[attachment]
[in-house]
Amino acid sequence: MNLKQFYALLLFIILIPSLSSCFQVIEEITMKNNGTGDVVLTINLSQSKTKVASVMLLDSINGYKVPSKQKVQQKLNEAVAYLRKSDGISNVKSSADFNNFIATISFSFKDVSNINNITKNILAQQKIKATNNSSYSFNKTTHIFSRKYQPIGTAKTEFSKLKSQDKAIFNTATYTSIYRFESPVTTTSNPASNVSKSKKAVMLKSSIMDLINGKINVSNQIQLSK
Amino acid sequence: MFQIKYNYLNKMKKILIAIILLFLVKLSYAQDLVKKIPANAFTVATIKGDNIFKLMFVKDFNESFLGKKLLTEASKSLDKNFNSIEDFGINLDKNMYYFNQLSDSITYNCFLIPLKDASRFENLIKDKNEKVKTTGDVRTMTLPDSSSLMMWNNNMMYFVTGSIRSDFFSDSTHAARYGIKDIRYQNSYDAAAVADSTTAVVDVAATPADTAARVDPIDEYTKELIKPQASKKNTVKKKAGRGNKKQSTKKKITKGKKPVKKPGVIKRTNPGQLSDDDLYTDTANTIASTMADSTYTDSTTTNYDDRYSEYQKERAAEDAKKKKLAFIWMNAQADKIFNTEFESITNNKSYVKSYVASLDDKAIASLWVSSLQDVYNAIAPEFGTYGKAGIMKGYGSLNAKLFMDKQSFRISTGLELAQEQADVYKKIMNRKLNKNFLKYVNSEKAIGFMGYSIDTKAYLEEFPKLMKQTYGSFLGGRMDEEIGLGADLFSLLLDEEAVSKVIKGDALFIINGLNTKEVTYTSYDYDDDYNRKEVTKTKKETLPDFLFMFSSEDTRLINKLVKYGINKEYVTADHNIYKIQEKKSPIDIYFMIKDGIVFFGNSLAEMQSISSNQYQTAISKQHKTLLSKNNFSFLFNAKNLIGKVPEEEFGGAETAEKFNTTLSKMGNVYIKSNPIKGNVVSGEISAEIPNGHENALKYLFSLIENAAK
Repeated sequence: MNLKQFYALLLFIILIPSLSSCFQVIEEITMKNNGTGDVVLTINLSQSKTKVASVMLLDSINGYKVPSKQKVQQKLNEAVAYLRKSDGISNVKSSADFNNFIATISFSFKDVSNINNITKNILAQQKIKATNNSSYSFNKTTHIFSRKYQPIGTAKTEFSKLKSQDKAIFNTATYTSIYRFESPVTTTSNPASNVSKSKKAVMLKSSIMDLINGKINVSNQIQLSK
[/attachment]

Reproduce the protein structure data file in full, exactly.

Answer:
[in-house]
Amino acid sequence: MNLKQFYALLLFIILIPSLSSCFQVIEEITMKNNGTGDVVLTINLSQSKTKVASVMLLDSINGYKVPSKQKVQQKLNEAVAYLRKSDGISNVKSSADFNNFIATISFSFKDVSNINNITKNILAQQKIKATNNSSYSFNKTTHIFSRKYQPIGTAKTEFSKLKSQDKAIFNTATYTSIYRFESPVTTTSNPASNVSKSKKAVMLKSSIMDLINGKINVSNQIQLSK
Amino acid sequence: MFQIKYNYLNKMKKILIAIILLFLVKLSYAQDLVKKIPANAFTVATIKGDNIFKLMFVKDFNESFLGKKLLTEASKSLDKNFNSIEDFGINLDKNMYYFNQLSDSITYNCFLIPLKDASRFENLIKDKNEKVKTTGDVRTMTLPDSSSLMMWNNNMMYFVTGSIRSDFFSDSTHAARYGIKDIRYQNSYDAAAVADSTTAVVDVAATPADTAARVDPIDEYTKELIKPQASKKNTVKKKAGRGNKKQSTKKKITKGKKPVKKPGVIKRTNPGQLSDDDLYTDTANTIASTMADSTYTDSTTTNYDDRYSEYQKERAAEDAKKKKLAFIWMNAQADKIFNTEFESITNNKSYVKSYVASLDDKAIASLWVSSLQDVYNAIAPEFGTYGKAGIMKGYGSLNAKLFMDKQSFRISTGLELAQEQADVYKKIMNRKLNKNFLKYVNSEKAIGFMGYSIDTKAYLEEFPKLMKQTYGSFLGGRMDEEIGLGADLFSLLLDEEAVSKVIKGDALFIINGLNTKEVTYTSYDYDDDYNRKEVTKTKKETLPDFLFMFSSEDTRLINKLVKYGINKEYVTADHNIYKIQEKKSPIDIYFMIKDGIVFFGNSLAEMQSISSNQYQTAISKQHKTLLSKNNFSFLFNAKNLIGKVPEEEFGGAETAEKFNTTLSKMGNVYIKSNPIKGNVVSGEISAEIPNGHENALKYLFSLIENAAK
Repeated sequence: MNLKQFYALLLFIILIPSLSSCFQVIEEITMKNNGTGDVVLTINLSQSKTKVASVMLLDSINGYKVPSKQKVQQKLNEAVAYLRKSDGISNVKSSADFNNFIATISFSFKDVSNINNITKNILAQQKIKATNNSSYSFNKTTHIFSRKYQPIGTAKTEFSKLKSQDKAIFNTATYTSIYRFESPVTTTSNPASNVSKSKKAVMLKSSIMDLINGKINVSNQIQLSK